Reported by Adinda Rizky Herdianti
FKP in March 2017 was hosted by Universitas Syiah Kuala and Universitas Andalas. One event was held in each Banda Aceh and Padang (during the FKP Roadshow) and two events in Jakarta at LPEM FEB UI. On Tuesday, 14 March 2017, the FKP presentation was by Dean Affandi from Social and Political Science Graduate Research Program, Universitas Indonesia, on “The Struggle over Adat Forest Right in Upland Banten”. The study, which he conducted as part of his doctoral program at Monash University, focused on the strategies of Kasepuhan people in Banten to gain rights and access to their customary land in the midst of political and socio-economic changes.
Rooted from the colonial era, for decades the Indonesian state has had the sole authority to allocate the function and utilisation of forest lands and resources. Thus around 74% of Indonesia’s total land area is declared as ‘State Forest Territories’. As such, the state ignored customary communities’ access and management rights as stated in customary adat laws, therefore many communities lost their rights to forest lands on which their livelihood depended. Furthermore, under the New Order regime, forest, mineral, and marine resources were exploited extensively to serve the pursuit of export-led growth. However, little of the benefits accrued to the local level, to local/adat communities or to local governments; instead, the benefits largely flowed to businesses and elite circles with close ties to the country’s military leadership.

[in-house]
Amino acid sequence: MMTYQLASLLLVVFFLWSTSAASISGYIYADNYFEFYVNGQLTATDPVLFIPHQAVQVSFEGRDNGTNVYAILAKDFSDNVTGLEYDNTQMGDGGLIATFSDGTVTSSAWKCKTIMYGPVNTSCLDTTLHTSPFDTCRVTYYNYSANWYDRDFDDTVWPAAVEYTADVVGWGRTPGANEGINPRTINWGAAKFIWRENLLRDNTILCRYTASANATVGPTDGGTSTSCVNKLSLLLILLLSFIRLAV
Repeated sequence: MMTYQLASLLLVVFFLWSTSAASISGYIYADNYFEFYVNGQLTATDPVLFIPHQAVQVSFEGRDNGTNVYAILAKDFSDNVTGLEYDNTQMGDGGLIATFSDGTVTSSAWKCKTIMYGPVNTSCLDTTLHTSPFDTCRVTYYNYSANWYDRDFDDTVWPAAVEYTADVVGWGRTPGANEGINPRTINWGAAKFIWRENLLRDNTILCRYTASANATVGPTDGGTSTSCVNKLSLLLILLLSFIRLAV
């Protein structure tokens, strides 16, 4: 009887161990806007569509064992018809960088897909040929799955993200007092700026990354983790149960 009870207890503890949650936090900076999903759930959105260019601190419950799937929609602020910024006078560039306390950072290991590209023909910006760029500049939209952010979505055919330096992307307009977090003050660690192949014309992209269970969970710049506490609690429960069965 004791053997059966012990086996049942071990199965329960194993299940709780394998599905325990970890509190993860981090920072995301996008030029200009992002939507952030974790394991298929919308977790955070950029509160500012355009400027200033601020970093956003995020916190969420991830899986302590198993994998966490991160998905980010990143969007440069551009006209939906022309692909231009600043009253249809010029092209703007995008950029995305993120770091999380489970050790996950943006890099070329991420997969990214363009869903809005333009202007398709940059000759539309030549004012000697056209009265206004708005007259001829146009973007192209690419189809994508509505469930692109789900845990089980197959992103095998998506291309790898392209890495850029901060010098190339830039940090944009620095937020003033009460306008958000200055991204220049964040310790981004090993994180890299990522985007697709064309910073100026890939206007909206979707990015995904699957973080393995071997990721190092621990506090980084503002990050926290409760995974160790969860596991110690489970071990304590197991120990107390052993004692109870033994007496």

In the wake of the downfall of New Order regime, many laws were revised to redefine Indonesia’s political landscape, including forest management-related laws. The Constitutional Court (Mahkamah Konstitusi) underwent a judicial review of articles in Forestry Act 41/1999 in 2012. The judicial review finally recognized adat people rights to forest lands and separate adat forest and state forest. The lingering question after the judicial review was how adat people (Kasepuhan people, in this research context), responds to this change.
Kasepuhan people, which claim settlement in the area since 1368, is the first adat community to regain their rights to customary land as a result of the Constitutional Court decision. Dean Affaindi explored some of the ways with which the community took advantage of the Court decision to wrestle the rights away from the Ministry of Forestry. Contrary to popular judgment of adat people, Kasepuhan people embrace modernity and democratic principles, and are able to translate between traditional and modern development. Many of them join the bureaucracy and organized themselves by establishing SABAKI and work closely with NGOs in order to regain their land.
Even when an adat groups regain land access, there are questions on the social and environmental management of the land. Is there elite capture, where proceeds from land management are enjoyed only by the community elites? Small scale mining is also rampant in the Kasepuhan area after the adat group regain land rights, where non-sustainable mining methods are used with negative environmental consequences.
Indonesia still has to work on setting up national framework for advancing both adat rights and good land management. Many more land areas are in the process of being transferred and the future development of Indonesia rely on having the lands managed in a sustainable and equitable manner.